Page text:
State energy regulators across the country are having a hard time keeping up with the booming natural gas industry.
The surge is complicated by cash-strapped state budgets and increasing calls for drilling and fracking oversight, and state agencies in several states are struggling to keep up with well inspections, reports Stateline’s Jim Malewitz.
In some states — including Oklahoma — inspectors tasked with new drilling operations also investigate abandoned wells, “many of which often go undocumented and can be hard to find,” Malewitz reports.
Because of the lack of inspectors, scores of wells are going uninspected, Gwel Lachelt of Earthworks — which advocates for increased natural gas regulation — tells Stateline.
Colorado, New Mexico, Ohio and West Virginia all have less than one-third as many wells as Oklahoma, and there’s a reason the Sooner State employs a bigger inspection staff:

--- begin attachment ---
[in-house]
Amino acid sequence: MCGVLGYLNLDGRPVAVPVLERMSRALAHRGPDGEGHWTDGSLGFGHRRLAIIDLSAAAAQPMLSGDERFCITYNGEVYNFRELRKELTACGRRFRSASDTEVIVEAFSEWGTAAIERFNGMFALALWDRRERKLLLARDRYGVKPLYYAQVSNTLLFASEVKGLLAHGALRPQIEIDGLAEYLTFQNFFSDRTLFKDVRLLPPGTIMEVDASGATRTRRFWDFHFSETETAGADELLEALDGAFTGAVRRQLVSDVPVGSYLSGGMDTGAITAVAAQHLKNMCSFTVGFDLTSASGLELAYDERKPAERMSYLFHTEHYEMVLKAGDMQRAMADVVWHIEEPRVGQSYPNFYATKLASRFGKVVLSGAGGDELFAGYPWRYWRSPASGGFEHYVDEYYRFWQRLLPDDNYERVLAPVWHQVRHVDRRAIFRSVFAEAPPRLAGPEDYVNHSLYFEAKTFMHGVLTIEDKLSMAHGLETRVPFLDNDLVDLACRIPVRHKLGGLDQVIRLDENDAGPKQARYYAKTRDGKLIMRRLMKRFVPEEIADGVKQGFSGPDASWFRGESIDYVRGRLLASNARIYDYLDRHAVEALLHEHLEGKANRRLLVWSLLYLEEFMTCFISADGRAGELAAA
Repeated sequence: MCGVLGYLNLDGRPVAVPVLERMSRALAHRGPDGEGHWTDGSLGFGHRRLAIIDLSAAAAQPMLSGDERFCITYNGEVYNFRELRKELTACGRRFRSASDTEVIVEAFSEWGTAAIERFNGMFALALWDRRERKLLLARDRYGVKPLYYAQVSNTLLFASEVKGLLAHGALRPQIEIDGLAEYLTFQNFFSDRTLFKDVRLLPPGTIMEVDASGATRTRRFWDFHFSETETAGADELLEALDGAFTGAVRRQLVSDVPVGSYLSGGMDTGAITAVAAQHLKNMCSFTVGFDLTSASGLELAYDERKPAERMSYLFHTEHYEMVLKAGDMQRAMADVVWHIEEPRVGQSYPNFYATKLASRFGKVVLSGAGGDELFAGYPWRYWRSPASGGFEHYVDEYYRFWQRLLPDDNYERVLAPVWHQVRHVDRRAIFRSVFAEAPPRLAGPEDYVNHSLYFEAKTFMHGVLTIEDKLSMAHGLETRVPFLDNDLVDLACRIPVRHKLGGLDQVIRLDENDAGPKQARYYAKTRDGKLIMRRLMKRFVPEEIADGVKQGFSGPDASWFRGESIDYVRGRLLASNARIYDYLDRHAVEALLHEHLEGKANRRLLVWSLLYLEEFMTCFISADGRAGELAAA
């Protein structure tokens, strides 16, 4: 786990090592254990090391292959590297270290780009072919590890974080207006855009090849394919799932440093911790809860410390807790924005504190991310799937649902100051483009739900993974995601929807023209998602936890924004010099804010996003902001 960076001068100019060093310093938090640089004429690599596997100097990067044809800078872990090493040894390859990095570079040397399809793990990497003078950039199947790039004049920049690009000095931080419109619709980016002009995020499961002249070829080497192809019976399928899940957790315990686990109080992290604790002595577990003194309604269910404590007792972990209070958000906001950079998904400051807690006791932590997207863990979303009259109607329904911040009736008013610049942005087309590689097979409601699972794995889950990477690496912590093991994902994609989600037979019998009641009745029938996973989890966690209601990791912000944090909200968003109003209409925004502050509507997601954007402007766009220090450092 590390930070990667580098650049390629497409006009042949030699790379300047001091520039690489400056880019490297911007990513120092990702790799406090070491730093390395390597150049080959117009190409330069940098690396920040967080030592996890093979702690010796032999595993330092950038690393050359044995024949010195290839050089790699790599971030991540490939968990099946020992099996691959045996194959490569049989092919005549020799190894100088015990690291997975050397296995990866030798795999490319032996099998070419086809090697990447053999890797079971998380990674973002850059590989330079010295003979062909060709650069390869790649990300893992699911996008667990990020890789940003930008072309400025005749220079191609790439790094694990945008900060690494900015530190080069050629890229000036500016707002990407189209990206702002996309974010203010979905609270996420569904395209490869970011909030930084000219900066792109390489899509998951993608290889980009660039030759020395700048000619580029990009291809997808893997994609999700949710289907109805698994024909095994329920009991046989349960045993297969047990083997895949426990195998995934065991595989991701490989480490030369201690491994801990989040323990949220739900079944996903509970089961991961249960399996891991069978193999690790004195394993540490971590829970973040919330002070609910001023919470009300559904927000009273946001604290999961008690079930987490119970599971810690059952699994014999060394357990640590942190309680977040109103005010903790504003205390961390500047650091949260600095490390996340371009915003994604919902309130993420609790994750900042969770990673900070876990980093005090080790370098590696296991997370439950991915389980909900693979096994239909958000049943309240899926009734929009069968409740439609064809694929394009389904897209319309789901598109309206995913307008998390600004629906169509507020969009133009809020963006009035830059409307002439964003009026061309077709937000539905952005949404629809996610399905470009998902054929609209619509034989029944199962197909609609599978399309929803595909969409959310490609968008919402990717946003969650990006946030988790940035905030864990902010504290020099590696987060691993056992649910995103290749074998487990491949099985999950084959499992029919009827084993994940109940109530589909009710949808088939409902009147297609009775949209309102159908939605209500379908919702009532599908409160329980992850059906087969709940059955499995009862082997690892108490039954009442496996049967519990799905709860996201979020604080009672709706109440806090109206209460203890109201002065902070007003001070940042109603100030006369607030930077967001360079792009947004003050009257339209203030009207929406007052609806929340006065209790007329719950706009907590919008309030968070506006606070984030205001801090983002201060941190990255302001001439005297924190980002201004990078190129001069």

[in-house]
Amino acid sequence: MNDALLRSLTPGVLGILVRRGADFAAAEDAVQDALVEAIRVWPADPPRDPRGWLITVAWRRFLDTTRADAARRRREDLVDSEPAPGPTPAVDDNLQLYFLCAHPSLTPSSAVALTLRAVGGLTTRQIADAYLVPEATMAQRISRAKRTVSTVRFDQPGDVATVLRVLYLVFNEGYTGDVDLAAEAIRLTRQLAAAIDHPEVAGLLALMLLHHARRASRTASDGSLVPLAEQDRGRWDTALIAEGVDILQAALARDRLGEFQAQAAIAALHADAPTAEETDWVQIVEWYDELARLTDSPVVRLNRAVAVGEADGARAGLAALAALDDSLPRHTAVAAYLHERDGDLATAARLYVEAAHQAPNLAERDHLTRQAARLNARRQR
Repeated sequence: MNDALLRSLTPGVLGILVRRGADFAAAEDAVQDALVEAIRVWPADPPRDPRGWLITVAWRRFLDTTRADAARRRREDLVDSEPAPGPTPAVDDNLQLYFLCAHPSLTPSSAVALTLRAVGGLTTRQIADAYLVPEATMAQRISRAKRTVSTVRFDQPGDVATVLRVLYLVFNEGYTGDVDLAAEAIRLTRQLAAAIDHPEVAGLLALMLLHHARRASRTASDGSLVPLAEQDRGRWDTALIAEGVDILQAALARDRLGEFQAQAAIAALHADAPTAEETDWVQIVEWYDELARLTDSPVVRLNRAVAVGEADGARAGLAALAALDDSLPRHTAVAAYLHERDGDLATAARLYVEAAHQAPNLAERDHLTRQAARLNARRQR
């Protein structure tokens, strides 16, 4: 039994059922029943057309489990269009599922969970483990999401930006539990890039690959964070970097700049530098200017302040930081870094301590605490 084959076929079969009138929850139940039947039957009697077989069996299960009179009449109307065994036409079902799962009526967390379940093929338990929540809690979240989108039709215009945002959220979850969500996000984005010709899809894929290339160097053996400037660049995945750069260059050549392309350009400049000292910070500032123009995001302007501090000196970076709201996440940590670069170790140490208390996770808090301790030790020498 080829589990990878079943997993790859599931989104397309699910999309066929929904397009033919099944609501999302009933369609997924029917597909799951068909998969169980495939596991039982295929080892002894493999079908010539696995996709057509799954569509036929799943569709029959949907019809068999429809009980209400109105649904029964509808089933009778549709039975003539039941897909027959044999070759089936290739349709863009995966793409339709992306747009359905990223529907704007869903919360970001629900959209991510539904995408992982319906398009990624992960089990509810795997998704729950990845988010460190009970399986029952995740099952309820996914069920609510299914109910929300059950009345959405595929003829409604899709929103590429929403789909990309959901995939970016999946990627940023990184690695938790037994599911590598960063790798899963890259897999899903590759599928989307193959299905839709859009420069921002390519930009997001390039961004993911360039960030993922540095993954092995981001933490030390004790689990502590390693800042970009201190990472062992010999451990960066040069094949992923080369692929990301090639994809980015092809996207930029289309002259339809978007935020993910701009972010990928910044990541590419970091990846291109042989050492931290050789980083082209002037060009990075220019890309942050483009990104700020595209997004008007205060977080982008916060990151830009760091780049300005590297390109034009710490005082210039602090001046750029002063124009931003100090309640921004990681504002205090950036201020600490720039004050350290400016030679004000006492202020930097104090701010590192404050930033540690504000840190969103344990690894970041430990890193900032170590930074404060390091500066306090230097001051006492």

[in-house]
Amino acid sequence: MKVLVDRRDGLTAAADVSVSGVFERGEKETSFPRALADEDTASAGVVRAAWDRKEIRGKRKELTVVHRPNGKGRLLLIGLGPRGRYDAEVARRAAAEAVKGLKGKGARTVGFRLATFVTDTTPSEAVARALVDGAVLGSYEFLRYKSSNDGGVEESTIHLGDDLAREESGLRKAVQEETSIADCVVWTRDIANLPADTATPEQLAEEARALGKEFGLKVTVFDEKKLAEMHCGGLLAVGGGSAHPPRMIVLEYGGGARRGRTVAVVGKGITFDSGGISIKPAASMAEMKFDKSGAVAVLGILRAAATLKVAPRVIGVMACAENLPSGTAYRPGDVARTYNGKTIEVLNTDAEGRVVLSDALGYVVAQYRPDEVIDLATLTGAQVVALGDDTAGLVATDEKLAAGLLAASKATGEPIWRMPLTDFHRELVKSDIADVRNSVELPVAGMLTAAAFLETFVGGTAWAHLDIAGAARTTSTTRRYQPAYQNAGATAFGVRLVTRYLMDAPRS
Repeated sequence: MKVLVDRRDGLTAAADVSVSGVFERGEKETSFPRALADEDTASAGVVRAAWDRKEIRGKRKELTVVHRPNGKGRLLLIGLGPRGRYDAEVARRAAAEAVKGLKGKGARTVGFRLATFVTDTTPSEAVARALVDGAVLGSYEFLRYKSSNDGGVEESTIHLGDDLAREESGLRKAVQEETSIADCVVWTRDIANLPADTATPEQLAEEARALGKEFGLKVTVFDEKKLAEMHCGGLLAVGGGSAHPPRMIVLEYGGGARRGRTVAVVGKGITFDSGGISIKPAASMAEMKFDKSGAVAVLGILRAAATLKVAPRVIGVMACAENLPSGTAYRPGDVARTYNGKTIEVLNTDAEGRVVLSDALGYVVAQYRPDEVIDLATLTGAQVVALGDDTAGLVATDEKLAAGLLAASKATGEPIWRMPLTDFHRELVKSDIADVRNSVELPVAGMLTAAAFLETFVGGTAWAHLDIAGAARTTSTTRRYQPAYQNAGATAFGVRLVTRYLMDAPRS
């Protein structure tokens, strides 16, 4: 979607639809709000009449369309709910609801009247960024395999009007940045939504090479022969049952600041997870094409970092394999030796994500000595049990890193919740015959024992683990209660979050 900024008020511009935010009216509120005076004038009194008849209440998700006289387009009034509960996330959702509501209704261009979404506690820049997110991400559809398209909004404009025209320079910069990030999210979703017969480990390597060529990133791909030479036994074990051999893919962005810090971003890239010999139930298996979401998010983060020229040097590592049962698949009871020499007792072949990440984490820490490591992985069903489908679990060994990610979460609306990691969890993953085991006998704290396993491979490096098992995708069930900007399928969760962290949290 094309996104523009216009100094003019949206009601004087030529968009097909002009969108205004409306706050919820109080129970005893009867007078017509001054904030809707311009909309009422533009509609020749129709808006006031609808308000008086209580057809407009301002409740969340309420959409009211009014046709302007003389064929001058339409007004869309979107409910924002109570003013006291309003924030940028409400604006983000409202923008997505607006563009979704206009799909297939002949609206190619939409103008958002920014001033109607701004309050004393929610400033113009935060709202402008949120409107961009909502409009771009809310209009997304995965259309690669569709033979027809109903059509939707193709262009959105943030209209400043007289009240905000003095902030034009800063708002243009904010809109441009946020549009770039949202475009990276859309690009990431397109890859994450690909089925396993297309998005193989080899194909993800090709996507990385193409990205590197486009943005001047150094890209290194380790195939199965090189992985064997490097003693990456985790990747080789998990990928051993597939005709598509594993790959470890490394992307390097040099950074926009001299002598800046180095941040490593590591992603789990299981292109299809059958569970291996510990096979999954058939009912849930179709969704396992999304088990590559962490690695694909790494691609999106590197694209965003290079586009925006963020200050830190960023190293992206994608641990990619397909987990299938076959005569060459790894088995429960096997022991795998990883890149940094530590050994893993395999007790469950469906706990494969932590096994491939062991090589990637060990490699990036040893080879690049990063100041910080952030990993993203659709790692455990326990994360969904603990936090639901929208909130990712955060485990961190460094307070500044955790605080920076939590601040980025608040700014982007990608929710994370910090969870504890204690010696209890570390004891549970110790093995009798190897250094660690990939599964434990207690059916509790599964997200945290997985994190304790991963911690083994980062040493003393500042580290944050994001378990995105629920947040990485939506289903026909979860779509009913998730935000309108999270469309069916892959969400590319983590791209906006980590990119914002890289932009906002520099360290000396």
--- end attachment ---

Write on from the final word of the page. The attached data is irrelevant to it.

Oklahoma’s oil and natural gas reserves are bigger than those in most other states. Its inspectors oversee a total of 180,000 oil, gas and injection wells. Last year, the team made more than 52,000 inspections.
It took Oklahoma Corporation Commission inspectors a week to find and plug a single “long-forgotten well that was gushing underwater,” an official tells Stateline.
And enforcement is an easy target for cutting, environmental policy expert Neal Woods tells Stateline.
“There’s a lot of attention paid to the development of initial standards, but the enforcement tends to be kind of behind the curtain.”